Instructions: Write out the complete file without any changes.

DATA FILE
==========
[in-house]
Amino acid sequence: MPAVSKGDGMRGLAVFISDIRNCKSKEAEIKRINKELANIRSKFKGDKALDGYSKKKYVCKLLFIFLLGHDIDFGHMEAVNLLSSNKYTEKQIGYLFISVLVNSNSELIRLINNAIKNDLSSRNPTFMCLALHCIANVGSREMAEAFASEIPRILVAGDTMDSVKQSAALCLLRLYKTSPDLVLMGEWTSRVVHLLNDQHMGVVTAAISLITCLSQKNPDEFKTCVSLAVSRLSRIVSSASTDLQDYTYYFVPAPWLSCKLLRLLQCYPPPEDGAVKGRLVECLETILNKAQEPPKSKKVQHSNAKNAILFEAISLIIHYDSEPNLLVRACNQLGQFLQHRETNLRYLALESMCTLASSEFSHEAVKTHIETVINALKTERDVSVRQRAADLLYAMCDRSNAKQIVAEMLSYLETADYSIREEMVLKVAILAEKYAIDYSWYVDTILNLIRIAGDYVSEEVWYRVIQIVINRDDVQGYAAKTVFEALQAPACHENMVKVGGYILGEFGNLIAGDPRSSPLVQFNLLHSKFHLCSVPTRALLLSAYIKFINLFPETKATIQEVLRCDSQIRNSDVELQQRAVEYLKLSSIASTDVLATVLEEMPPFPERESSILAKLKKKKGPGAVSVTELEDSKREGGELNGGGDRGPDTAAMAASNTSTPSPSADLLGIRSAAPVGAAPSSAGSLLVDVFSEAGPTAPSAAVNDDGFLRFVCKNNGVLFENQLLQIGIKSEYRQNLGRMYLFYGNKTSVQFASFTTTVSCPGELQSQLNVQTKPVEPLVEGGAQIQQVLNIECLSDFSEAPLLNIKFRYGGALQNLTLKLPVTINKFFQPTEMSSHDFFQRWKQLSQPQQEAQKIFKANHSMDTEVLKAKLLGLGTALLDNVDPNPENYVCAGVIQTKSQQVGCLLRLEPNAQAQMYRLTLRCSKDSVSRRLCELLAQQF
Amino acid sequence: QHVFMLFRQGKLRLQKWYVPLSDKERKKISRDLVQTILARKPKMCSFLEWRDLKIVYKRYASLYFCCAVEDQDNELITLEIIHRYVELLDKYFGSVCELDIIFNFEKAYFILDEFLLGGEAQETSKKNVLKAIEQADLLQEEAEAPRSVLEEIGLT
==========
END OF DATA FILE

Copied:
[in-house]
Amino acid sequence: MPAVSKGDGMRGLAVFISDIRNCKSKEAEIKRINKELANIRSKFKGDKALDGYSKKKYVCKLLFIFLLGHDIDFGHMEAVNLLSSNKYTEKQIGYLFISVLVNSNSELIRLINNAIKNDLSSRNPTFMCLALHCIANVGSREMAEAFASEIPRILVAGDTMDSVKQSAALCLLRLYKTSPDLVLMGEWTSRVVHLLNDQHMGVVTAAISLITCLSQKNPDEFKTCVSLAVSRLSRIVSSASTDLQDYTYYFVPAPWLSCKLLRLLQCYPPPEDGAVKGRLVECLETILNKAQEPPKSKKVQHSNAKNAILFEAISLIIHYDSEPNLLVRACNQLGQFLQHRETNLRYLALESMCTLASSEFSHEAVKTHIETVINALKTERDVSVRQRAADLLYAMCDRSNAKQIVAEMLSYLETADYSIREEMVLKVAILAEKYAIDYSWYVDTILNLIRIAGDYVSEEVWYRVIQIVINRDDVQGYAAKTVFEALQAPACHENMVKVGGYILGEFGNLIAGDPRSSPLVQFNLLHSKFHLCSVPTRALLLSAYIKFINLFPETKATIQEVLRCDSQIRNSDVELQQRAVEYLKLSSIASTDVLATVLEEMPPFPERESSILAKLKKKKGPGAVSVTELEDSKREGGELNGGGDRGPDTAAMAASNTSTPSPSADLLGIRSAAPVGAAPSSAGSLLVDVFSEAGPTAPSAAVNDDGFLRFVCKNNGVLFENQLLQIGIKSEYRQNLGRMYLFYGNKTSVQFASFTTTVSCPGELQSQLNVQTKPVEPLVEGGAQIQQVLNIECLSDFSEAPLLNIKFRYGGALQNLTLKLPVTINKFFQPTEMSSHDFFQRWKQLSQPQQEAQKIFKANHSMDTEVLKAKLLGLGTALLDNVDPNPENYVCAGVIQTKSQQVGCLLRLEPNAQAQMYRLTLRCSKDSVSRRLCELLAQQF
Amino acid sequence: QHVFMLFRQGKLRLQKWYVPLSDKERKKISRDLVQTILARKPKMCSFLEWRDLKIVYKRYASLYFCCAVEDQDNELITLEIIHRYVELLDKYFGSVCELDIIFNFEKAYFILDEFLLGGEAQETSKKNVLKAIEQADLLQEEAEAPRSVLEEIGLT